Writing one month after the presentation, and 12 years after retirement from a life-time in public education (including growing up with parents who were career public school teachers), I have these observations and recommendations:
1. We adults have grown up in a system that has fostered bullying, and as a consequence we might best leave the process of change to the children, who are not yet overly influenced by society at large. We have all learned well the ways of the "good old days". Todays children can more easily break the cycle of bullying more effectively than we. We simply need to empower them.
2. Bullying is more a system than an individual problem. It is a part of the soul of every community (however the term 'community' might be defined, including the men's group described earlier). For Minnesota, our community is over 5 million people, over 800,000 of whom are students in public school, in over 300 school districts. These days in particular, with things like Facebook, etc., "community" does not end at arbitrary boundaries.
3. The Public School in any community reflects the diversity of the community as a whole better than any other entity, largely because it is "home" to everyone. There are no walls in public schools, making public schools the ideal vehicle for leadership.
4. Social networking (as Facebook, YouTube et al) is unfamiliar to many of my generation, but is ubiquitous and will not go away. Some might say the medium is in its infancy. It is both a force for good and for ill and an integral and a universal part of contemporary life. We need to understand and appreciate how it can work in positive ways rather than simply focus on the negative parts.
5. There are endless victims of bullying, most of them invisible, including family, friends and others. Those who commit suicide are only the most visible part of the problem. (I personally noted this on April 28 Good friends of mine whose 7th grade daughter was mercilessly bullied by girl "friends" a half dozen years ago, actually sold their house and moved to a new town far away to restore their daughters sanity. I invited them to the program, and they came, but very nearly cancelled. They were not ready to face the issue, even as it was presented. Their daughter, now midway through college, and living within a short distance from the program, declined to attend on April 28. Once there, they appreciated the program a great deal, but they almost missed it.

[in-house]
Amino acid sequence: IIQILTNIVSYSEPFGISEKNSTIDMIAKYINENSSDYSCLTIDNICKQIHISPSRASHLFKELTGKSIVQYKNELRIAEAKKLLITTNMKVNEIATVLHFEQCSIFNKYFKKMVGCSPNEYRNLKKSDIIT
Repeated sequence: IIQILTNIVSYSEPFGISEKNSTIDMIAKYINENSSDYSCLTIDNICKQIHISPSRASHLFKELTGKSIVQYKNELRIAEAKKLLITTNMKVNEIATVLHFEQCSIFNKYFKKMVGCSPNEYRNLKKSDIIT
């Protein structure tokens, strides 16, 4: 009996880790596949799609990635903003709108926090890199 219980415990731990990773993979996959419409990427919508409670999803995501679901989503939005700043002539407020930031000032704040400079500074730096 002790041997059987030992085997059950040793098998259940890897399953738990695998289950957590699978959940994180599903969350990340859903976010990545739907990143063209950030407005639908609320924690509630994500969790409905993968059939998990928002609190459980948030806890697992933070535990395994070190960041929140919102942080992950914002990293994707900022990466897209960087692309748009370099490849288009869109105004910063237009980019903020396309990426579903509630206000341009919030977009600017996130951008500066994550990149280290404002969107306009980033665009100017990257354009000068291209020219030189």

6. Punishment of perpetrators is a poor second to positive relationship development. An empowered group can positively handle the bully problem better than a system of punishments. In Jamie's case, the chief perpetrator later ended up in prison for related incidents as an adult, and 25 years later still doesn't get it. Punishment, even prison, hasn't worked.
7. The system needs to have in place means of monitoring and remedying negative human behaviors such as bullying. In Jamie's case, in Ashland, reporting ended at the school office level. No one higher in the hierarchy was sufficiently aware to act. Jamie was back in Ashland in 2010 and made his presentation there. The Ashland system now has a requirement that such incidents must be reported to the school board so that the board knows what is going on.
8. Any opening to encourage true community dialogue to open conversation should be taken. Open groups without hierarchies, rules or roles can often talk through complex issues that are more difficult to resolve in formal structures.